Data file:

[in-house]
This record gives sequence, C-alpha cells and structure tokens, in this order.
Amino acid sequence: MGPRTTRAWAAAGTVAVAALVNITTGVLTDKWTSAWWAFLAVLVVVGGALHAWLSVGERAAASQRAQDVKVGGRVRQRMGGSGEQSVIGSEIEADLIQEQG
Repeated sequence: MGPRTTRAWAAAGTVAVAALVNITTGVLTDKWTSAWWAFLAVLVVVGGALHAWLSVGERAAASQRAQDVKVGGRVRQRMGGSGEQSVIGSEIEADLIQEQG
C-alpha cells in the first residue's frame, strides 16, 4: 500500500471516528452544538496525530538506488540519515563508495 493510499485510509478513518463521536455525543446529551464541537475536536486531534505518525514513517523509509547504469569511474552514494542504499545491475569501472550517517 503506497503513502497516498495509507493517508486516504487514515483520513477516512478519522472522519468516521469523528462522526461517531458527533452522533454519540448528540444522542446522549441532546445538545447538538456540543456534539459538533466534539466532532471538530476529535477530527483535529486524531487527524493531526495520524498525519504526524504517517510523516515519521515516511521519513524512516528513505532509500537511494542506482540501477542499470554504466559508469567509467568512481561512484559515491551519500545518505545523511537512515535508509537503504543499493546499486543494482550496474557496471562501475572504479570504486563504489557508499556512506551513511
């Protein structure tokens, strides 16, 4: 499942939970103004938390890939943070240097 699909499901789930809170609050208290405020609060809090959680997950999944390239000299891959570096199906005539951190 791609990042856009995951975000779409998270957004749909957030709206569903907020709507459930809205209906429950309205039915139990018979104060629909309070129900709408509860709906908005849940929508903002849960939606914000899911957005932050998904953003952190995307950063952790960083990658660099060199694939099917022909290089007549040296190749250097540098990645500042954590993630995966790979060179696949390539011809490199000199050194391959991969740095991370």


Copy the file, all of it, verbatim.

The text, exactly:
[in-house]
This record gives sequence, C-alpha cells and structure tokens, in this order.
Amino acid sequence: MGPRTTRAWAAAGTVAVAALVNITTGVLTDKWTSAWWAFLAVLVVVGGALHAWLSVGERAAASQRAQDVKVGGRVRQRMGGSGEQSVIGSEIEADLIQEQG
Repeated sequence: MGPRTTRAWAAAGTVAVAALVNITTGVLTDKWTSAWWAFLAVLVVVGGALHAWLSVGERAAASQRAQDVKVGGRVRQRMGGSGEQSVIGSEIEADLIQEQG
C-alpha cells in the first residue's frame, strides 16, 4: 500500500471516528452544538496525530538506488540519515563508495 493510499485510509478513518463521536455525543446529551464541537475536536486531534505518525514513517523509509547504469569511474552514494542504499545491475569501472550517517 503506497503513502497516498495509507493517508486516504487514515483520513477516512478519522472522519468516521469523528462522526461517531458527533452522533454519540448528540444522542446522549441532546445538545447538538456540543456534539459538533466534539466532532471538530476529535477530527483535529486524531487527524493531526495520524498525519504526524504517517510523516515519521515516511521519513524512516528513505532509500537511494542506482540501477542499470554504466559508469567509467568512481561512484559515491551519500545518505545523511537512515535508509537503504543499493546499486543494482550496474557496471562501475572504479570504486563504489557508499556512506551513511
């Protein structure tokens, strides 16, 4: 499942939970103004938390890939943070240097 699909499901789930809170609050208290405020609060809090959680997950999944390239000299891959570096199906005539951190 791609990042856009995951975000779409998270957004749909957030709206569903907020709507459930809205209906429950309205039915139990018979104060629909309070129900709408509860709906908005849940929508903002849960939606914000899911957005932050998904953003952190995307950063952790960083990658660099060199694939099917022909290089007549040296190749250097540098990645500042954590993630995966790979060179696949390539011809490199000199050194391959991969740095991370």